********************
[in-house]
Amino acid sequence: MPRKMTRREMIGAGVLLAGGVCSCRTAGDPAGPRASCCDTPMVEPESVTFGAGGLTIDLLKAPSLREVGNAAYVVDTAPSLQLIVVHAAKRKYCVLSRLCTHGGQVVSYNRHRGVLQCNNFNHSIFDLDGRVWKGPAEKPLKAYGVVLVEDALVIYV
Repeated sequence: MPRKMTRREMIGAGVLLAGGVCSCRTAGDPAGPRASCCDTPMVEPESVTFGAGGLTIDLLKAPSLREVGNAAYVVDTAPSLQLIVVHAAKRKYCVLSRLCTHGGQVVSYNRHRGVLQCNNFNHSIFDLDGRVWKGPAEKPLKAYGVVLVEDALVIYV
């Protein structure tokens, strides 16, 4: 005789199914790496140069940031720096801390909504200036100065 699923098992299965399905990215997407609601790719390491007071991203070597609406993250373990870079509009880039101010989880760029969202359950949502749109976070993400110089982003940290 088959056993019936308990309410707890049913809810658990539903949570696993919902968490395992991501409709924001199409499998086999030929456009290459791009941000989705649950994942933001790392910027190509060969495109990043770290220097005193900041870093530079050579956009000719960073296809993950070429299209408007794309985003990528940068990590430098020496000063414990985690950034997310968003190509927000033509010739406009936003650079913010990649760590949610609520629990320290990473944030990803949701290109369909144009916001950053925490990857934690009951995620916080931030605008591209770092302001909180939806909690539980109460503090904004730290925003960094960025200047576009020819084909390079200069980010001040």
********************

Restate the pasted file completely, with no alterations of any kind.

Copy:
[in-house]
Amino acid sequence: MPRKMTRREMIGAGVLLAGGVCSCRTAGDPAGPRASCCDTPMVEPESVTFGAGGLTIDLLKAPSLREVGNAAYVVDTAPSLQLIVVHAAKRKYCVLSRLCTHGGQVVSYNRHRGVLQCNNFNHSIFDLDGRVWKGPAEKPLKAYGVVLVEDALVIYV
Repeated sequence: MPRKMTRREMIGAGVLLAGGVCSCRTAGDPAGPRASCCDTPMVEPESVTFGAGGLTIDLLKAPSLREVGNAAYVVDTAPSLQLIVVHAAKRKYCVLSRLCTHGGQVVSYNRHRGVLQCNNFNHSIFDLDGRVWKGPAEKPLKAYGVVLVEDALVIYV
């Protein structure tokens, strides 16, 4: 005789199914790496140069940031720096801390909504200036100065 699923098992299965399905990215997407609601790719390491007071991203070597609406993250373990870079509009880039101010989880760029969202359950949502749109976070993400110089982003940290 088959056993019936308990309410707890049913809810658990539903949570696993919902968490395992991501409709924001199409499998086999030929456009290459791009941000989705649950994942933001790392910027190509060969495109990043770290220097005193900041870093530079050579956009000719960073296809993950070429299209408007794309985003990528940068990590430098020496000063414990985690950034997310968003190509927000033509010739406009936003650079913010990649760590949610609520629990320290990473944030990803949701290109369909144009916001950053925490990857934690009951995620916080931030605008591209770092302001909180939806909690539980109460503090904004730290925003960094960025200047576009020819084909390079200069980010001040």